It was in use for about a hundred years until motor transport proved more economical. We late visited the Chartist Cave on the remote moorland which was used during the uprisings of the late 1830’s to store weapons and munitions for the cause. On a lighter note we stopped at The Red Lion Pub in Llangynidr for tea after the walk but could have had a Pint of their own beer named Canal Water!

 

Guy Rambles on…from Nerja to Exmoor

April 15, 2012 at 7:40 pm | Posted in Devon Walks, Wales walks, Worcestershire walks | Leave a comment
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Guy Rambles on…from Nerja to Exmoor…and a little bit of bridge restoration on the side.

I guess that blogs are supposed to be rather instant but since I am being badgered by my webmaster to put something, well anything into print,  I have decided to follow on from my last walking blog.

2011 didn’t get off to a good start when, whilst out on a really short local walk with L, my cartilage, which I had been nursing for the previous year, went again. This was just turning to get into the car! so I decided to “bite the bullet” and have the operation. Helped by a large cheque, this was soon accomplished, but the specialist said after the op “you’ve got an awful lot of wear on that knee!”
I was back walking within a couple of weeks and back up to reasonable distances within a couple of months. When people ask me how it is, I say about 80% from perfect, and I now use a walking pole for any serious hill walking.

The big worry for walking at the time was the necessity of waymarking 125 miles of The Palladian Way with the book due out at Easter time. However the delivery from China, where it was printed, was understandably late, although the finished product was just great and has been very well received. I did most of the waymarking with my old friend Ken Thomas, from Chester, who managed to find a relative with a spare cottage at Swinbrook near Burford which we used as our HQ for the first half.

Private waymarking is a little complex since whilst most county councils do not object to discreet extra signs on their posts, it is often quite difficult to decide which is a private post or which is CC. So in some instances one just has to take a gamble and face the possible wrath of a landowner. I thought that I might get up to ten such cases over the total distance but in fact have only received one vociferous complaint although I guess there have probably been a few signs removed. I have learnt from experience that one certainly does not consider any waymarking on large private estates such as Blenheim!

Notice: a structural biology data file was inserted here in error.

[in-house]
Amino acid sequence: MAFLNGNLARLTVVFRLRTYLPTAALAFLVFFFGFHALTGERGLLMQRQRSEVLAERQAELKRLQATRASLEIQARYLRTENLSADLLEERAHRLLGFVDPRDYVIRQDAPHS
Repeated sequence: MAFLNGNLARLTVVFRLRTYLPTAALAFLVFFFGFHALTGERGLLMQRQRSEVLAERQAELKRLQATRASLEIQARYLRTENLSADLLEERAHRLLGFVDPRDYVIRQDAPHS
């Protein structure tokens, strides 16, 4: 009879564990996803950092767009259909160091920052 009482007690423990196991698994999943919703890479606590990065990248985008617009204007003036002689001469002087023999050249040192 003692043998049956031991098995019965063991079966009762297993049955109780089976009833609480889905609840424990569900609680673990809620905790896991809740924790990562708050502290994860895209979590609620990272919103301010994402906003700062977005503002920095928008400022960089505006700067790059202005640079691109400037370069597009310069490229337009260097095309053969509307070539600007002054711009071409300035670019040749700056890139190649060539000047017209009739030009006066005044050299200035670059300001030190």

Involvement with the book took up a lot of my time last year and initial sales were quite good with a two pronged attack from publisher Nick Reardon and also my extra contacts. However it is quite surprising how all the necessary freebies to newspapers, magazines, journalists add up. The original 500 print run of my Ross Round book has just sold out after 7 years and I think that the 1500 run of The Palladian Way may take a similar time although my optimistic lady accountant now has me registered as a sole trader with some expenses tax (legitimately) deductable!

We keep getting little bits of free publicity for the walk and one of the more interesting items was provided by The Cotswold Conservation Trust who publish a walking newspaper called The Cotswold Lion which also acts as a sounding board for The Cotswold Wardens, who do so much good renovation and repair work on the footpaths within the Cotswold AONB. We were able to get them to put in a handrail down a steep slope and restore an old “Clapper” bridge on our route at Signet just south of Burford. This was funded by an associated charity called Friends of The Cotswolds and I provided a plaque to go on the parapet of the bridge so that apart from setting up a new long distance walk it was nice to be able to provide some small environmental improvement.

With Grandson at Restored Clapper Bridge at Signet

With Grandson at Restored Clapper Bridge at Signet

When I was with Ken Thomas last year we talked about meeting up and walking again- possibly in Wales, so we went up to Chester recently and I took Ken on an interesting backpacking trip which I had done previously some 8 or 9 years ago. This was a two day trip around and over the Arans which are in mid Wales and just to the south of Bala Lake. We left my car at Llanuwchylyn, which is at the western edge of the lake and traversed around the mountain (14m) to Dynas Mawddwy where we stayed at The Llew Coch or Red Lion, to us English folk. It wasn’t a very quiet evening, or night, since a local farmer had just sold a prize bull for £130K and was throwing a party for 130 friends and villagers in the large function room at the back of the pub. This was unfortunately almost below our bedroom and they were still enjoying themselves at 3.00am!
Our route the following morning was almost straight back over the ridge. I say almost, since Ken persuaded me to ascend on another permissary (in places) path which involved a very steep and stony climb but we were rewarded with an unusual bonus at the top in the shape of a most unusual Fox Trap which we were told about the previous night and which was fashioned like a sheep enclosure but with vertical sides, and in the past, a hen tethered in the middle to attract foxes. As we were looking for it, it dawned on me that it was April 1st and we had also just told a family of Germans walkers about it as well but “Thee of little faith”, there it was. It took another hour to get to the first summit Aran Fawddwy which is just 10m short of 3000 feet and then we continued on to the second summit of Aran Benethlyn which is a bit lower. The views were really great for about 50 miles in all directions and this mountain range is really quite quiet with maybe just 12 or so other walkers spotted over the whole weekend. We only walked about 12 miles but with 3400feet of ascent it took us nearly 8 hours and I found it quite a bit harder than on my last trip.